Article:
What is My Responsibility to Those in Authority Over Me?Author: Charles Stanley
“The buck stops here.”
That celebrated manifesto by President Harry Truman is the epitome of the man who had arrived in a position of authority. After years of taking orders from others, we finally find ourselves able to exercise authority over others. Our word becomes final, like that of the Roman centurion, “I say to this one ‘Go,’ and he goes, and to another ‘Come,’ and he comes” (Matthew 8:9).
Authority also places us on very dangerous footing. As another statesman said, “Power corrupts; absolute power corrupts absolutely.” Authority is gained and administered by the follower of Christ on a very different level than by members of the power-hungry world system.
Learn How to Work Under Authority
The first fundamental for the judicious use of authority is to learn how to work under authority. This is critical. Until we are able to accept the authority of those over us, we will never qualify to dispense it. If our current attitude toward those over us is rebellious and contemptuous, our understanding of authority is warped, as God sees it.
It was as Joshua worked daily under the reign of Moses that he sowed the seeds for his own promotion. It was as Elisha bowed down to the authority of Elijah during their travels that he earned the mighty prophet’s mantle.
An important note is that the Roman centurion not only barked out commands; he also was a man under authority. He, too, had his superiors to whom he must answer. Mark it that no matter how much authority we may possess, we will always be accountable to someone.
It may be that you are having a very difficult time working under authority. If so, remember the angel’s words to Hagar, the slave girl who fled into the desert to escape the harsh treatment of jealous Sarah. “Return to your mistress, and submit yourself under her hand” (Genesis 16:9 NKJV). A difficult task no doubt, but it became the basis for the blessing of having her descendants multiplied.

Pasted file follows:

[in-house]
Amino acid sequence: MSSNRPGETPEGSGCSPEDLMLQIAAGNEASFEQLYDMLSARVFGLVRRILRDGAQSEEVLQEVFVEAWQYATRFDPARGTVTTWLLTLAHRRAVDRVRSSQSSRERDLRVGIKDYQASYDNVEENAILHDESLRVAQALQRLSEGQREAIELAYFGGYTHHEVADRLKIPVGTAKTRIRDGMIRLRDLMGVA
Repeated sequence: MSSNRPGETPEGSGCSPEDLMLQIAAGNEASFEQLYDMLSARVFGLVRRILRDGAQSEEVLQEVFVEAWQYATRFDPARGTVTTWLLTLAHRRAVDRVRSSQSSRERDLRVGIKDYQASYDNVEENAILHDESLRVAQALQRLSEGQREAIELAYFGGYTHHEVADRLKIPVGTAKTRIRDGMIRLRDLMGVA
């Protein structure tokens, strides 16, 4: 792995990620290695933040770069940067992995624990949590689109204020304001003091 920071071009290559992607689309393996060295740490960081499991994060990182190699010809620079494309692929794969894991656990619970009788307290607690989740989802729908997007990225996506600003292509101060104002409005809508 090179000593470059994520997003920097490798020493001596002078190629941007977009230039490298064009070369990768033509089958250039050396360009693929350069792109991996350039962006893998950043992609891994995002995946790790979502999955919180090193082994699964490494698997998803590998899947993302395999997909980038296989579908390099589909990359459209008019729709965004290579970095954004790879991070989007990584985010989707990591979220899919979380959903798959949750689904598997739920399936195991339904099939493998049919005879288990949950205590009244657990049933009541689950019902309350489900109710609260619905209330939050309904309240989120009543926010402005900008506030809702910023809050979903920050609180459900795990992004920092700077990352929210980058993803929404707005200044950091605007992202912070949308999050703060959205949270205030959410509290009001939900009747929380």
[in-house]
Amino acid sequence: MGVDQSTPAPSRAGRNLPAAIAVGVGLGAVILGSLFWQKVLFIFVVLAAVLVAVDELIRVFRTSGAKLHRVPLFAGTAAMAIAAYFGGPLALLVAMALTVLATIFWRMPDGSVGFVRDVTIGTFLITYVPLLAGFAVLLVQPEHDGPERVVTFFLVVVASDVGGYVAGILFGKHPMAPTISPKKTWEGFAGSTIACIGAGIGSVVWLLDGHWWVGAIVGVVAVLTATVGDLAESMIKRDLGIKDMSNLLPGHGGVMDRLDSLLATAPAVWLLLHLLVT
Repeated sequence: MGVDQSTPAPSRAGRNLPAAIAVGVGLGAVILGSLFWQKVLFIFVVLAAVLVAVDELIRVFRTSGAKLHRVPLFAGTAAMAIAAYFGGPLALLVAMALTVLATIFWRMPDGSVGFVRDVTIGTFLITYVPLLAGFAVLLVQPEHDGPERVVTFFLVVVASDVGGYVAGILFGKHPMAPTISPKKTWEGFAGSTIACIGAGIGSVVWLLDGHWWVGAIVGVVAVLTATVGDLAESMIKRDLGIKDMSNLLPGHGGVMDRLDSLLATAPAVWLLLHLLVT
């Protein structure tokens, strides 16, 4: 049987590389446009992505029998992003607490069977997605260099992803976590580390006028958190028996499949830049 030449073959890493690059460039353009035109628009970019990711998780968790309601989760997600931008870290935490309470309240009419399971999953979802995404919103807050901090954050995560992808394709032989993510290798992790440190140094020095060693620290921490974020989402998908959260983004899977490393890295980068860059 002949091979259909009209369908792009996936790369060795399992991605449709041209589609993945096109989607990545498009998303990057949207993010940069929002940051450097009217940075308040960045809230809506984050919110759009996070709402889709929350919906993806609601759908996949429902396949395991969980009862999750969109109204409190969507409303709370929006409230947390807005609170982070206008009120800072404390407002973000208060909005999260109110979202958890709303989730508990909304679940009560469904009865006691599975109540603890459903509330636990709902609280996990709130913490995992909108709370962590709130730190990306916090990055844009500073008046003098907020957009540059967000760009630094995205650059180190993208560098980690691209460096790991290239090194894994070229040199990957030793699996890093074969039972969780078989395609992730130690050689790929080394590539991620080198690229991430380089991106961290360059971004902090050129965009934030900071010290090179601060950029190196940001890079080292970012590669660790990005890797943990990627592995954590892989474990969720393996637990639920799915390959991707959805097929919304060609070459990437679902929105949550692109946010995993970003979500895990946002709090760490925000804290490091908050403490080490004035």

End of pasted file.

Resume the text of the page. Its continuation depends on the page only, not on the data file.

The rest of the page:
The Power to Serve
Once we learn to submit to our leaders, we are then able to rightly seek and accept a position of greater authority. Such attainment, however, is not a cause for boasting and ostentation, but rather an opportunity for greater servant-hood.
That is the second fundamental principle of authority–the higher our achievement, the more effective servants we must become.
That was the hallmark of the Savior who, though He had authority over unclean spirits (Matthew 10:1), over sins (Matthew 9:6), over the winds and the water (Luke 8:25), still did not come to be served but to serve (Mark 10:45).
So the spiritual criterion for becoming the greatest ruler is to become the most effective servant. The power of true authority is the power to serve. In such a way, authority is not abused but used for noble purposes. That is the way of God. Such are those that God seeks to elevate, for in so doing He blesses everyone under them.
The individuals who serve best are also the ones who are served most heartily. Respect and devotion are not demanded but freely and gladly given.
Service Reflects Faith in Christ
Most importantly, our service reflects the heartbeat of our faith in Christ, radiating His servant-hood to others, helping them to see God in action through our behavior, so radically distinctive from the value system of the world.
Jesus had ultimate authority in heaven and earth, but He washed the disciples’ feet! The buck doesn’t stop at the president’s desk. It begins there.
For further insights, read the following passages
1 Timothy 6:1
1 Peter 3:13-15
1 Peter 5:2-3
This material taken from "PRIORITY PROFILES for Today's Workplace" Copyright © by Charles F. StanleyIN TOUCH MINISTRIES®, ITM, Inc. All rights reserved, Used with Permission